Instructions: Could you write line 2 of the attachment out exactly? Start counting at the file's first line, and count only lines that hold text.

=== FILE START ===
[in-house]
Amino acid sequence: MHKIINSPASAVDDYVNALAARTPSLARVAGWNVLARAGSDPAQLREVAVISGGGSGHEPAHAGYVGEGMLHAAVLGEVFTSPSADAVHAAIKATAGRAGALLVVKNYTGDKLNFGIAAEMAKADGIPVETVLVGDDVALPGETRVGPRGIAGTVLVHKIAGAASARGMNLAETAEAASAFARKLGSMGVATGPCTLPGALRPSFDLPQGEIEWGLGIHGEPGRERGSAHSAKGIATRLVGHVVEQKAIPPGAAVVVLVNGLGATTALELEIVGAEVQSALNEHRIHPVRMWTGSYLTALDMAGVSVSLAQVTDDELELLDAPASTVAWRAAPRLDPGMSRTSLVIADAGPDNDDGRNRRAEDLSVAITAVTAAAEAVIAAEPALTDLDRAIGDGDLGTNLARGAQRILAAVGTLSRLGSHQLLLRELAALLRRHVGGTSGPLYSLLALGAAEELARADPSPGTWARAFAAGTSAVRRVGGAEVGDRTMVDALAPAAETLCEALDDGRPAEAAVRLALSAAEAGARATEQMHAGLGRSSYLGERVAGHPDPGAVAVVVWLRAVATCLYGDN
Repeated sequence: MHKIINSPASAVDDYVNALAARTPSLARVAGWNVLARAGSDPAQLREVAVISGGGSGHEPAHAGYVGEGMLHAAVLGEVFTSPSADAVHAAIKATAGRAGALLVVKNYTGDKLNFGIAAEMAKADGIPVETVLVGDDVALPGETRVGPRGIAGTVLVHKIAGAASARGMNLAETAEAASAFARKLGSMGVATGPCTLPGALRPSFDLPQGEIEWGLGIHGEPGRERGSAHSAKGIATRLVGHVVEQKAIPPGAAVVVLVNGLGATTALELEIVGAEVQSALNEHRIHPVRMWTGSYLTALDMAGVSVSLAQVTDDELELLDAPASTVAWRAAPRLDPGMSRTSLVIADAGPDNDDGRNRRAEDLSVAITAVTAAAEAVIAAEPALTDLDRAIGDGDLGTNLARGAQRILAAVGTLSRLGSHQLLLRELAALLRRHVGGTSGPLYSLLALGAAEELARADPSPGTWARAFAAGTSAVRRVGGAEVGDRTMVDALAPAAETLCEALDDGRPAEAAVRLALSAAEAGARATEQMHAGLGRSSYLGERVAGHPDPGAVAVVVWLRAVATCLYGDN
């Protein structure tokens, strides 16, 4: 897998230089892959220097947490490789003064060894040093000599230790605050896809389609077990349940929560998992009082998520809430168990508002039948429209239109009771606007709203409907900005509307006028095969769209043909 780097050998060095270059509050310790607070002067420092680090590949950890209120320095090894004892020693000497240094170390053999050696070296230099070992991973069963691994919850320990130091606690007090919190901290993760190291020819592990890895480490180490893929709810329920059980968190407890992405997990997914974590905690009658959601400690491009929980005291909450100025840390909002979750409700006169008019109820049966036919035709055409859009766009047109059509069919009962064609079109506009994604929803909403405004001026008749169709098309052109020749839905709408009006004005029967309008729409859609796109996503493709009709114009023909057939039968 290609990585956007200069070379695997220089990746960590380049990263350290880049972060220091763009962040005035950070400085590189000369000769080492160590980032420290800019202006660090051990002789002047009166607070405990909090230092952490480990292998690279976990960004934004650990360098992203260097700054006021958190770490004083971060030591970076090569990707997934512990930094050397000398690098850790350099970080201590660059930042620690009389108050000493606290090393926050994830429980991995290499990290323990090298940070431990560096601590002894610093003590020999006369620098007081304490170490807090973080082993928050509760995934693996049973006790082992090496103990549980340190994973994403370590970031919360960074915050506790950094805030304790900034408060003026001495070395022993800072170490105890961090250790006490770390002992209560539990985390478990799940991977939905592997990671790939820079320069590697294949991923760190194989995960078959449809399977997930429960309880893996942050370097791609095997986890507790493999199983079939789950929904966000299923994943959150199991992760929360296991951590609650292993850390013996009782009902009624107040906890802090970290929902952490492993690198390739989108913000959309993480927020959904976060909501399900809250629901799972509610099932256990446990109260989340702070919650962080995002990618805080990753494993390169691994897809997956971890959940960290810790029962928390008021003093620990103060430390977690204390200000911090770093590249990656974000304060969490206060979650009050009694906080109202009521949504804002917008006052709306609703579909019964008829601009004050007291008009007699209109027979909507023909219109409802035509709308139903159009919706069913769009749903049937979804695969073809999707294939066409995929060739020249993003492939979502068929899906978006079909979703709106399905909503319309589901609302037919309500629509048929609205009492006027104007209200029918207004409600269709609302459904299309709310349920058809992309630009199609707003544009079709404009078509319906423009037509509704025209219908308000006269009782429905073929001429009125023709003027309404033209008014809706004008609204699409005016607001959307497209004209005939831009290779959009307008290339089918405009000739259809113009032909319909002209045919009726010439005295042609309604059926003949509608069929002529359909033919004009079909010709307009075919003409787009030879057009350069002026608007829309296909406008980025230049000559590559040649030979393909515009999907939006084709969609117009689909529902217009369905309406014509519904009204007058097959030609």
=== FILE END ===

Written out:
Amino acid sequence: MHKIINSPASAVDDYVNALAARTPSLARVAGWNVLARAGSDPAQLREVAVISGGGSGHEPAHAGYVGEGMLHAAVLGEVFTSPSADAVHAAIKATAGRAGALLVVKNYTGDKLNFGIAAEMAKADGIPVETVLVGDDVALPGETRVGPRGIAGTVLVHKIAGAASARGMNLAETAEAASAFARKLGSMGVATGPCTLPGALRPSFDLPQGEIEWGLGIHGEPGRERGSAHSAKGIATRLVGHVVEQKAIPPGAAVVVLVNGLGATTALELEIVGAEVQSALNEHRIHPVRMWTGSYLTALDMAGVSVSLAQVTDDELELLDAPASTVAWRAAPRLDPGMSRTSLVIADAGPDNDDGRNRRAEDLSVAITAVTAAAEAVIAAEPALTDLDRAIGDGDLGTNLARGAQRILAAVGTLSRLGSHQLLLRELAALLRRHVGGTSGPLYSLLALGAAEELARADPSPGTWARAFAAGTSAVRRVGGAEVGDRTMVDALAPAAETLCEALDDGRPAEAAVRLALSAAEAGARATEQMHAGLGRSSYLGERVAGHPDPGAVAVVVWLRAVATCLYGDN